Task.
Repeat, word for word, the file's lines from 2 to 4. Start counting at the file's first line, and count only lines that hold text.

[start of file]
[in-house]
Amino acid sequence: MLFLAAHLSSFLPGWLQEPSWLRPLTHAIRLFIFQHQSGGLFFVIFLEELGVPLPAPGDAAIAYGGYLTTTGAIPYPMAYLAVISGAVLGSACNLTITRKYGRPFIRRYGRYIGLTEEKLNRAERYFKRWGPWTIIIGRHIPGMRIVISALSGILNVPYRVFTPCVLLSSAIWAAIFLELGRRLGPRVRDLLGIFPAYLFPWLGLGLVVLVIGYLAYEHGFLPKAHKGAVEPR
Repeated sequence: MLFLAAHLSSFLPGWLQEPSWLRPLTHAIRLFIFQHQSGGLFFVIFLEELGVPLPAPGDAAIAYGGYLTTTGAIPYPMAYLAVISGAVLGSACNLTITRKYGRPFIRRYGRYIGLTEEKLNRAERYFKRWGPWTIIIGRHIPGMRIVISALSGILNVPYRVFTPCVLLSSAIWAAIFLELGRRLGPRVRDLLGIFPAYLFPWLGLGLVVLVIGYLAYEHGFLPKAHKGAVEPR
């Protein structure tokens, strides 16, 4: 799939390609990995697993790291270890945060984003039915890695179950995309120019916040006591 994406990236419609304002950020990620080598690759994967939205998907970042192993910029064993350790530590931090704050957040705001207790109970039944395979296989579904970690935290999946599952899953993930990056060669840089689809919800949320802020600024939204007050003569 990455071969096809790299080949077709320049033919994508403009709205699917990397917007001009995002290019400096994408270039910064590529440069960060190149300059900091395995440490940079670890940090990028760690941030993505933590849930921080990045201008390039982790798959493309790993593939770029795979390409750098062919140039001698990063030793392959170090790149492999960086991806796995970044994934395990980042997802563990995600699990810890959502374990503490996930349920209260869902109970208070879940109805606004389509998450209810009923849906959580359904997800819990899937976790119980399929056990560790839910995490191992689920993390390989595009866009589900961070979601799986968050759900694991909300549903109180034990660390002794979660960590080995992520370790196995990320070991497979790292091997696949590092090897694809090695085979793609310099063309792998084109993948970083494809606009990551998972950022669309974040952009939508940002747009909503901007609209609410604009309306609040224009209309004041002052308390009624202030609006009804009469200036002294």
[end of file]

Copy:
Amino acid sequence: MLFLAAHLSSFLPGWLQEPSWLRPLTHAIRLFIFQHQSGGLFFVIFLEELGVPLPAPGDAAIAYGGYLTTTGAIPYPMAYLAVISGAVLGSACNLTITRKYGRPFIRRYGRYIGLTEEKLNRAERYFKRWGPWTIIIGRHIPGMRIVISALSGILNVPYRVFTPCVLLSSAIWAAIFLELGRRLGPRVRDLLGIFPAYLFPWLGLGLVVLVIGYLAYEHGFLPKAHKGAVEPR
Repeated sequence: MLFLAAHLSSFLPGWLQEPSWLRPLTHAIRLFIFQHQSGGLFFVIFLEELGVPLPAPGDAAIAYGGYLTTTGAIPYPMAYLAVISGAVLGSACNLTITRKYGRPFIRRYGRYIGLTEEKLNRAERYFKRWGPWTIIIGRHIPGMRIVISALSGILNVPYRVFTPCVLLSSAIWAAIFLELGRRLGPRVRDLLGIFPAYLFPWLGLGLVVLVIGYLAYEHGFLPKAHKGAVEPR
């Protein structure tokens, strides 16, 4: 799939390609990995697993790291270890945060984003039915890695179950995309120019916040006591 994406990236419609304002950020990620080598690759994967939205998907970042192993910029064993350790530590931090704050957040705001207790109970039944395979296989579904970690935290999946599952899953993930990056060669840089689809919800949320802020600024939204007050003569 990455071969096809790299080949077709320049033919994508403009709205699917990397917007001009995002290019400096994408270039910064590529440069960060190149300059900091395995440490940079670890940090990028760690941030993505933590849930921080990045201008390039982790798959493309790993593939770029795979390409750098062919140039001698990063030793392959170090790149492999960086991806796995970044994934395990980042997802563990995600699990810890959502374990503490996930349920209260869902109970208070879940109805606004389509998450209810009923849906959580359904997800819990899937976790119980399929056990560790839910995490191992689920993390390989595009866009589900961070979601799986968050759900694991909300549903109180034990660390002794979660960590080995992520370790196995990320070991497979790292091997696949590092090897694809090695085979793609310099063309792998084109993948970083494809606009990551998972950022669309974040952009939508940002747009909503901007609209609410604009309306609040224009209309004041002052308390009624202030609006009804009469200036002294």